The aim of the examination.
Primarily, the aim of the examination is to identify if the horse is comfortable in the mouth and if not, address those issues immediately.
Horses are programmed to disguise dental pain, only occasionally showing symptoms when they cannot find an area of the mouth to eat comfortably. Symptoms include drooling of saliva, balling of hay (quidding), slow eating, dunking hay in water, head tilting or resistance/no contact on the bit but more commonly there are no symptoms at all.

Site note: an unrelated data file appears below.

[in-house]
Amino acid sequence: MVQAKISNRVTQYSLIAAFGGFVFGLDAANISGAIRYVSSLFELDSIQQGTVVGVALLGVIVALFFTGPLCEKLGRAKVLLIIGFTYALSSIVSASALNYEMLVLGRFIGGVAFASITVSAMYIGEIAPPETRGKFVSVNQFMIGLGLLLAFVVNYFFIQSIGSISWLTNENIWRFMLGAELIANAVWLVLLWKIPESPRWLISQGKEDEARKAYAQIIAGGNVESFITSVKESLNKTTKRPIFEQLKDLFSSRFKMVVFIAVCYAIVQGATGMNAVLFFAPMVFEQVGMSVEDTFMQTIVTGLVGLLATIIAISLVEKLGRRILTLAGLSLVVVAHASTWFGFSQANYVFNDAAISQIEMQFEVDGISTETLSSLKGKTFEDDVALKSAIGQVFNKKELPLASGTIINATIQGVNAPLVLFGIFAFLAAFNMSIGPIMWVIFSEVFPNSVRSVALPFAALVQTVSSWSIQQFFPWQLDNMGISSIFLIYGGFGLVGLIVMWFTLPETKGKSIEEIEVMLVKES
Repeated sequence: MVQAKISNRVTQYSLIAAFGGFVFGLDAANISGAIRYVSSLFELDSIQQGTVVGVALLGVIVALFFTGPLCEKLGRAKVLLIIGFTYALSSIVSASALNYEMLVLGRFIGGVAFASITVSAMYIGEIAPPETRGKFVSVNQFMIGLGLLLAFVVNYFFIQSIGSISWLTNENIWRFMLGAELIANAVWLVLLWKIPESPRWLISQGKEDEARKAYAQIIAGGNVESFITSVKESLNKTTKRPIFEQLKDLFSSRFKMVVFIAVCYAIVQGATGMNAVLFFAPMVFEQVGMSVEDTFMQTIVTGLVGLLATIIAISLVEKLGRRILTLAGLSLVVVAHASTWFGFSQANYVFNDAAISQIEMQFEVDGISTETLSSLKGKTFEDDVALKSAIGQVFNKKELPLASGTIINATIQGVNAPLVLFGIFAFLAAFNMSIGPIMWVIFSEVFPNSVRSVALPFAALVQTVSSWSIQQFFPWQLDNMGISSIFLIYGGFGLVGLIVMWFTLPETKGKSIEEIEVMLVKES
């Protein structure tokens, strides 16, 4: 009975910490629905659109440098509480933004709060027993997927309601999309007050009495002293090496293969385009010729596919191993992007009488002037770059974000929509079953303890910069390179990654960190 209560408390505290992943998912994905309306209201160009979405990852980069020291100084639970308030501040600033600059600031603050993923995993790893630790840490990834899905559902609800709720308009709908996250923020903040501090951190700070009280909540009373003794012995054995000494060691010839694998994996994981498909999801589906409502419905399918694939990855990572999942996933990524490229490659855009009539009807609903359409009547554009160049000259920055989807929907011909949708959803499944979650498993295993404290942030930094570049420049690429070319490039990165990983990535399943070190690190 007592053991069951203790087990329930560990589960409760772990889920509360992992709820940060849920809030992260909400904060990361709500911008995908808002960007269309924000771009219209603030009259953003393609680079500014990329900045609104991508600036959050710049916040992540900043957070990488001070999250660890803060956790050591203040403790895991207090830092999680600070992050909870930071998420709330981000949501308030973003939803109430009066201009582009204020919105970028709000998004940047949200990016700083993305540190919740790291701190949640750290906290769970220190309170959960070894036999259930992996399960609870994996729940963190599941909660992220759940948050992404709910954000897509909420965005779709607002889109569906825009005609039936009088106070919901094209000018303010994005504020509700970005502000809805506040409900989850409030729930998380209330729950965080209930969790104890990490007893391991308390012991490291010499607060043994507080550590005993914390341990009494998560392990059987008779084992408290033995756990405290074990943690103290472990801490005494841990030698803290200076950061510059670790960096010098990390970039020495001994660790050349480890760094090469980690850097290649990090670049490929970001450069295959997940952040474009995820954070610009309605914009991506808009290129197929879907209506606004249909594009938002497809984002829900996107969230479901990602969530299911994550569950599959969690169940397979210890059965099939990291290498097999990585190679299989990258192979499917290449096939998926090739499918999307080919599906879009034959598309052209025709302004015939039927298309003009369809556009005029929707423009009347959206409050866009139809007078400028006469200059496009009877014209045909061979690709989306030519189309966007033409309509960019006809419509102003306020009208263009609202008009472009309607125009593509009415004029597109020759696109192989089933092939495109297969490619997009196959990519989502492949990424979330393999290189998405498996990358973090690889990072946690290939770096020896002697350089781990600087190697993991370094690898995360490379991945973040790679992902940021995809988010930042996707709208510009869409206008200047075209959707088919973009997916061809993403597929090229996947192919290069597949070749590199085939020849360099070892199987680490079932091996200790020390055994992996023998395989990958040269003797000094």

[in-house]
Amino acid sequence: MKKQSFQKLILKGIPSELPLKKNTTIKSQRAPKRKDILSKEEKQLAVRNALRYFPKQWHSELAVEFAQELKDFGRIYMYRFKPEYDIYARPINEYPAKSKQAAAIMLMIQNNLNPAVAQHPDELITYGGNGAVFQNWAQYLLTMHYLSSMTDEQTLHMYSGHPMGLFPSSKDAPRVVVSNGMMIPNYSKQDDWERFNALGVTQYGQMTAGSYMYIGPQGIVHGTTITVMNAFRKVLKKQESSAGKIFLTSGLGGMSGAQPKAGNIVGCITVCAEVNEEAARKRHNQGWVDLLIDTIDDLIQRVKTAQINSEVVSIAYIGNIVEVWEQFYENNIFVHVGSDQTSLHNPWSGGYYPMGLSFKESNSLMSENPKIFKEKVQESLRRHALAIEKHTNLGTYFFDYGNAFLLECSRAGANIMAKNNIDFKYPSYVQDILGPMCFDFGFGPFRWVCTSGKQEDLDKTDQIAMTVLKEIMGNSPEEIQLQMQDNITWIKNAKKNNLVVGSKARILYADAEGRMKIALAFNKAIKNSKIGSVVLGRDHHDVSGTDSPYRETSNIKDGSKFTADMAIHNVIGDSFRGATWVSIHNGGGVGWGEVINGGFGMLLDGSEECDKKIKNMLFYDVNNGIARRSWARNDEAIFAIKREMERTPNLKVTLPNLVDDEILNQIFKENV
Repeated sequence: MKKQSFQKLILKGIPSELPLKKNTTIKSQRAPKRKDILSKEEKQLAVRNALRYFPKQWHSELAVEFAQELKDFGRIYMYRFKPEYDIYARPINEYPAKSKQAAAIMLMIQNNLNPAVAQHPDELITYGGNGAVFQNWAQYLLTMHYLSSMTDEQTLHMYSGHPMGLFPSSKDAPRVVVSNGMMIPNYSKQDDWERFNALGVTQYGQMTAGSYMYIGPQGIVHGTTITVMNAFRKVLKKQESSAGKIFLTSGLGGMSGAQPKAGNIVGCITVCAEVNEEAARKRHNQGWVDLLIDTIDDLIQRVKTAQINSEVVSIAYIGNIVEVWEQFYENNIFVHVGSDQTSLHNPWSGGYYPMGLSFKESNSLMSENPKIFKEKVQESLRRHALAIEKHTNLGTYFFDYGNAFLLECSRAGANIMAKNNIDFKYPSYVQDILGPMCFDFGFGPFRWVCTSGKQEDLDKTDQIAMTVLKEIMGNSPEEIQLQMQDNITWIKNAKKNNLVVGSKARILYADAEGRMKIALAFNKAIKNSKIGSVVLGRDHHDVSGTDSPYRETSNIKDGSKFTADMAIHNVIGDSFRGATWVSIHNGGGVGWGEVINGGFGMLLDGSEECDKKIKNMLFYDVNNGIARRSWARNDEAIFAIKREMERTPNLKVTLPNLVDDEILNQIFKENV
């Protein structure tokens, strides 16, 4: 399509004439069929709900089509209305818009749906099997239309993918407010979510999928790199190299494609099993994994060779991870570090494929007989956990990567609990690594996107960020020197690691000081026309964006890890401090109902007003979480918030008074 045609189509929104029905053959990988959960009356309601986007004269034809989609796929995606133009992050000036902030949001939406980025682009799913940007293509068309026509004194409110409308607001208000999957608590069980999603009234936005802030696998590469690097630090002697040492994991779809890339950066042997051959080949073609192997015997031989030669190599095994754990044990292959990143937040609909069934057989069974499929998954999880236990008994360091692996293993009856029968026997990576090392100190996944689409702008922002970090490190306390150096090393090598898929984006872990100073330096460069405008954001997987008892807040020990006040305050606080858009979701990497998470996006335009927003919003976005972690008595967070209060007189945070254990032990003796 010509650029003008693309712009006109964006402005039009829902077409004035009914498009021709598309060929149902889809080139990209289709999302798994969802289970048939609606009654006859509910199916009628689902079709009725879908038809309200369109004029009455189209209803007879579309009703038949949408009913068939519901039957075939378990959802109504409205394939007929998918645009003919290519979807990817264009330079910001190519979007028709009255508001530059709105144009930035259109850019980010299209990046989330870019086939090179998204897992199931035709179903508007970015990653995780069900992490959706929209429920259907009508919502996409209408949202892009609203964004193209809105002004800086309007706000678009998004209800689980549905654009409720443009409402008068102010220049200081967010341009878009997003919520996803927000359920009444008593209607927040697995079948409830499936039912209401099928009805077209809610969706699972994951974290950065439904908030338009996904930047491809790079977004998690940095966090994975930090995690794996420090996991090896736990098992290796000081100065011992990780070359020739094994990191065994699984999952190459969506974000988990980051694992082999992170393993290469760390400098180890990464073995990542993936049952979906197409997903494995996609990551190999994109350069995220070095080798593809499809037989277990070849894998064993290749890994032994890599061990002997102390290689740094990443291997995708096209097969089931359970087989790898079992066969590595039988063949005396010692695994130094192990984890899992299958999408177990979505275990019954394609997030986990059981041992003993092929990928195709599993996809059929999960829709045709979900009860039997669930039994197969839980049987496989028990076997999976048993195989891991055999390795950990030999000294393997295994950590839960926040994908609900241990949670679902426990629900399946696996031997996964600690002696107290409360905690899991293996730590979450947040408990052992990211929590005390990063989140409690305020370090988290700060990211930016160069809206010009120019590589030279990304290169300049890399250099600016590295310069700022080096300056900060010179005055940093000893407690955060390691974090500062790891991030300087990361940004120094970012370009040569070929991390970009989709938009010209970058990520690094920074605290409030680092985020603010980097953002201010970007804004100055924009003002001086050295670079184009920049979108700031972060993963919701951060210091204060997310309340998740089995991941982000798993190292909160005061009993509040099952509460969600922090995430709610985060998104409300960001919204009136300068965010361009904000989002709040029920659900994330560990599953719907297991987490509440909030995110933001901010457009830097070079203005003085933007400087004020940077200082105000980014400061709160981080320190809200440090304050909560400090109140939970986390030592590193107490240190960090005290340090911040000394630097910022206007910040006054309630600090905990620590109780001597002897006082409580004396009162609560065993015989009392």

Since we cannot rely on the horse to inform us of dental pain, it is vital that a regular, thorough dental examination is performed for the early detection and treatment of any significant findings.